6. The Godfather Part II (1974)
Francis Ford Coppola introduced us to the Corleone family two years earlier, but in the second installment, we get to see the true parallelism with Greek theater. In terms of ancient myths and more importantly family discourse, we see it in the Corleone family.
The dual narratives of Vito and Michael show the rise of the father into the criminal world while we see the downfall of the son in the empire he created. Enough segments prove how the snake eats its own tail in the film. But also, watching the present day shows how the family tears itself apart.
We see Fredo going against the family to better himself, leading to his eventual death by the hands of Michael; of course, after their mother dies. We see Kay reveal she had an abortion to not bring another monster into Michael’s world. The film is full of characters that meet tragic ends such as Hyman Roth’s ego or Don Fanucci’s pride.
What makes the film truly unbelievable in terms of ancient theater created by Sophocles, Euripides and Aeschylus is that we see each character’s arc in the film, particularly that of Vito and Michael. Each one’s ending at the end of “Part II” shows the dramatization and realization that Coppola puts forth. Nothing can better sum up the tragedy that the final shot, Michael reflecting on his choices, empty, alone on a bench.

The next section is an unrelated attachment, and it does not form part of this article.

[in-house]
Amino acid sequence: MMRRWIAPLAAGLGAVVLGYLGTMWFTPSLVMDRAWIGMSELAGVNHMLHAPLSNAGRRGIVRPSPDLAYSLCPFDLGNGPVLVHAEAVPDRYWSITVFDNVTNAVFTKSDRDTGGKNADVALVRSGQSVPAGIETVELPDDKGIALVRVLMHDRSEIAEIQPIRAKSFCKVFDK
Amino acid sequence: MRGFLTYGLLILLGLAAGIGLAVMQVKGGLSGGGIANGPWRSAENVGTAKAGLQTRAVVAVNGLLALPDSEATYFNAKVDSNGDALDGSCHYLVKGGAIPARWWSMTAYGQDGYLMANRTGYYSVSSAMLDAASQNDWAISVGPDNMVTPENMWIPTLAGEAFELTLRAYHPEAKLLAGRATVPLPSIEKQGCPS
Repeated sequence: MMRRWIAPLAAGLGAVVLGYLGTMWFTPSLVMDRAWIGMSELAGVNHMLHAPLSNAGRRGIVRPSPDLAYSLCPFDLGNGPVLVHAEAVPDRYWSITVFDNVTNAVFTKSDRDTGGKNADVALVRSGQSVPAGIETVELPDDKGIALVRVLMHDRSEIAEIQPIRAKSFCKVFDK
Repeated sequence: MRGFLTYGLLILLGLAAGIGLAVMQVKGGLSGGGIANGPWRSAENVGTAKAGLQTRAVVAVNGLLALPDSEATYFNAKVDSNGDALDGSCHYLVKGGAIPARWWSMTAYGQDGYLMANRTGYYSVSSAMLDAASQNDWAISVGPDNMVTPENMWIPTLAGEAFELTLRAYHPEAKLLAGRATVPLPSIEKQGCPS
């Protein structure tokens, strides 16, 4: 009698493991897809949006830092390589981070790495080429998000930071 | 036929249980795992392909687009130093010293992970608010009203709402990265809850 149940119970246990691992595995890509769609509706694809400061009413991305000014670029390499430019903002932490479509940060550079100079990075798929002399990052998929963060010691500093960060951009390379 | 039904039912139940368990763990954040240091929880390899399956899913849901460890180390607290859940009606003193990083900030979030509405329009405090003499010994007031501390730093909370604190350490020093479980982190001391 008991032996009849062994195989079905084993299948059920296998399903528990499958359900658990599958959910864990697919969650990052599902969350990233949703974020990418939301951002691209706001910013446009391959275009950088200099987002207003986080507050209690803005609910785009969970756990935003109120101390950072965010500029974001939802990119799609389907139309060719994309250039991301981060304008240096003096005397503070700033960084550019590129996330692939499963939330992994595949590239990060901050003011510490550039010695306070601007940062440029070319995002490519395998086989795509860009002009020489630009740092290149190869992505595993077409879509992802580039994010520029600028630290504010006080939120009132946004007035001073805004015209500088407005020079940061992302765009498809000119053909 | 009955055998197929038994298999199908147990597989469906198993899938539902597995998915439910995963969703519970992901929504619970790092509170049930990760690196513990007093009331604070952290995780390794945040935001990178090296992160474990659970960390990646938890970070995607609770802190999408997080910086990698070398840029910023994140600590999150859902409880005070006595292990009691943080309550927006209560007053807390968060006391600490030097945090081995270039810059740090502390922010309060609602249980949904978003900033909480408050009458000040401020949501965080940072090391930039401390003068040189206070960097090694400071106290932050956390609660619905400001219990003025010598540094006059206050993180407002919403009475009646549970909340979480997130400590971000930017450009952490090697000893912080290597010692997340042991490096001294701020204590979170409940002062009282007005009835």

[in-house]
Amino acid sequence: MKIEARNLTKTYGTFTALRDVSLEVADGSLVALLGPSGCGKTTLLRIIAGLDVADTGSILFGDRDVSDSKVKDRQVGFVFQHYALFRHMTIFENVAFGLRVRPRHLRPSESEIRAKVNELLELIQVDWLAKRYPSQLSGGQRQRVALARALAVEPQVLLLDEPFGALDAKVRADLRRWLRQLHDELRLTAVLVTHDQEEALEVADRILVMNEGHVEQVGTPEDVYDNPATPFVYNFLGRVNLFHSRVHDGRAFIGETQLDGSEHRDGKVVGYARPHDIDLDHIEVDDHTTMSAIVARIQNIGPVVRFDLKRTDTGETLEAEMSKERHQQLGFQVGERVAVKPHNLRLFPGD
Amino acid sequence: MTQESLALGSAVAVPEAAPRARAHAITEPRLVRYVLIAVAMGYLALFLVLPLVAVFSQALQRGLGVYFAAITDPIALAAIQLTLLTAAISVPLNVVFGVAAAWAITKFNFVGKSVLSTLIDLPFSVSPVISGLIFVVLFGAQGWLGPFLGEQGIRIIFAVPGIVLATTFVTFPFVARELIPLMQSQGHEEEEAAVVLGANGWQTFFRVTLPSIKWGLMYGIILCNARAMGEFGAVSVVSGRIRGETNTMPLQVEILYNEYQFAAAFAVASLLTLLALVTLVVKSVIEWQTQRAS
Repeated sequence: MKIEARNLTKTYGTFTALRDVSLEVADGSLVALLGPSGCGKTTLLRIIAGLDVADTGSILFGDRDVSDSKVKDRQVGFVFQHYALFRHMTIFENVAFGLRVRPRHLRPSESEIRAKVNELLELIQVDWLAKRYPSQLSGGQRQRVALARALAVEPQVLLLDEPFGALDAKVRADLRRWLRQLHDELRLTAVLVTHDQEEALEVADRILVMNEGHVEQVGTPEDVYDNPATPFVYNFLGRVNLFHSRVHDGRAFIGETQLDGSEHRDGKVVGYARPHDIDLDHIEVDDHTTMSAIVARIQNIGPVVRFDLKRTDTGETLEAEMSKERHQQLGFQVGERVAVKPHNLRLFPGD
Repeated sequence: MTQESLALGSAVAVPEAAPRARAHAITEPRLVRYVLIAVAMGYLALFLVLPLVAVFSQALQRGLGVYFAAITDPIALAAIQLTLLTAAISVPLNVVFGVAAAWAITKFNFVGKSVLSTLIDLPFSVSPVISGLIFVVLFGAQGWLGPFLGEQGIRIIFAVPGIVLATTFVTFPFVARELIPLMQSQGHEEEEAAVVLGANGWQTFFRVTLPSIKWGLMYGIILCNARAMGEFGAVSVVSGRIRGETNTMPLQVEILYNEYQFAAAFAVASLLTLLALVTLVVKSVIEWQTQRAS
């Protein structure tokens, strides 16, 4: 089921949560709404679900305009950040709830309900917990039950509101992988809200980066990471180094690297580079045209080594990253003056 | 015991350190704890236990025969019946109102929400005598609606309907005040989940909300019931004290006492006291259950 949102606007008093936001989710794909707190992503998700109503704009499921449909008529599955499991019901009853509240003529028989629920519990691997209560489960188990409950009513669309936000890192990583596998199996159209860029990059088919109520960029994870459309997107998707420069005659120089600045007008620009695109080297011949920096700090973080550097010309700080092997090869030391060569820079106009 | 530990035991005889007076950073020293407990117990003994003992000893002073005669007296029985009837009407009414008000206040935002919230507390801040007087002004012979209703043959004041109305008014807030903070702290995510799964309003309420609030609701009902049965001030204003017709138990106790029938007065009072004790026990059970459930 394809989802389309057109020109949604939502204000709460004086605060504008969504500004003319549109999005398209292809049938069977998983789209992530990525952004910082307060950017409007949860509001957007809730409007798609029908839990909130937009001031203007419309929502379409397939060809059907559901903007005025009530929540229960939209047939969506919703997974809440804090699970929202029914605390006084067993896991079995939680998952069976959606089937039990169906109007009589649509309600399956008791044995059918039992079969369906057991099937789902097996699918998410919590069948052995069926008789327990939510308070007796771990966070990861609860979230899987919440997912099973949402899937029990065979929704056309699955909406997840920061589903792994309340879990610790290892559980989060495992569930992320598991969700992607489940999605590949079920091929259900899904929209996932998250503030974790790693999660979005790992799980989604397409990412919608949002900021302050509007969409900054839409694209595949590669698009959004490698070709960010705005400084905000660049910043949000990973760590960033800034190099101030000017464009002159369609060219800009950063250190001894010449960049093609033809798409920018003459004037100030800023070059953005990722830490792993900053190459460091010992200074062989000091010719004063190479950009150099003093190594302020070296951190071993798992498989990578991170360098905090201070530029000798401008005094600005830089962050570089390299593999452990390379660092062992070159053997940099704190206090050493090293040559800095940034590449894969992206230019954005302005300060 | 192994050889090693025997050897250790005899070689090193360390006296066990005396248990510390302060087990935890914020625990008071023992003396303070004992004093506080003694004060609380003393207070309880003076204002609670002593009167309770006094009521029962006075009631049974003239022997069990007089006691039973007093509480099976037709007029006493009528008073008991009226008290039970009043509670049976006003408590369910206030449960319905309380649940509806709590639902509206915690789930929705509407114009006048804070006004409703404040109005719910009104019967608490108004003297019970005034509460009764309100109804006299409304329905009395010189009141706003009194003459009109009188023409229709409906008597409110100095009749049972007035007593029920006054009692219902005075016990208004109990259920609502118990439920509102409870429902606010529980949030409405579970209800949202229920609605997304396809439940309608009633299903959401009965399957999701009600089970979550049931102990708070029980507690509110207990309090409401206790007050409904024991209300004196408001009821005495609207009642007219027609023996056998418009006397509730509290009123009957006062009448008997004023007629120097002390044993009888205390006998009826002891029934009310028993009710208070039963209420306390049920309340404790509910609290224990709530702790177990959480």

7. Foxcatcher (2014)
A true story revolving around the U.S. Olympic wrestling team in the 1980s and 1990s played out like a Greek tragedy. The film surrounding mentally unstable billionaire John du Pont, played by Steve Carell; younger brother and wrestler wanting to achieve glory, Mark Schultz, played by Channing Tatum; and the older, more wise former brother and wrestler, Dave Schultz, played by Mark Ruffalo, ended in terrible ways.
The film can resemble any ancient myth of an untouchable god or a warrior wanting to prove themselves in the high courts or on the battlefield, but is in the shadow of another warrior. What makes the film even more resembling that of the tragedy is the dark and bleak tone established by director Bennett Miller, with the score of Rob Simonsen and cinematography by Greig Fraser. As the film and loyally true story unfolds, the audience starts to see the layers of relationship and inner characteristics revealed.
The film is unsettling because you never know what the characters are going to do from the simplest actions, but it is not going to end well. Take when Carell’s du Pont fires a pistol in the wrestling room announcing how many days to the Olympics, or as Tatum’s Mark eat excessively and smash his hotel room to losing 12 pounds in 90 minutes. The film is masterful is establishing a mood and atmosphere that could resemble the best of ancient theater.
8. Funeral Parade of Roses (1969)
How could a avant-garde film in the gay underworld subculture of transvestites in 1969 Japan that inspired Kubrick’s “A Clockwork Orange” resemble the work of a Greek tragedy? Toshio Matsumoto drew from Sophocles’ “Oedipus Rex” into the plot, which makes this highly original film stand out.
The film is a true cinematic experience, jumping from docudrama as the passengers on the street don’t know a film is being played out to flashes of imagery, such as the motif of a burning cigarette into a paper, to a theatrical version of a boy murdering his mother to marry his father, a spin on the tale.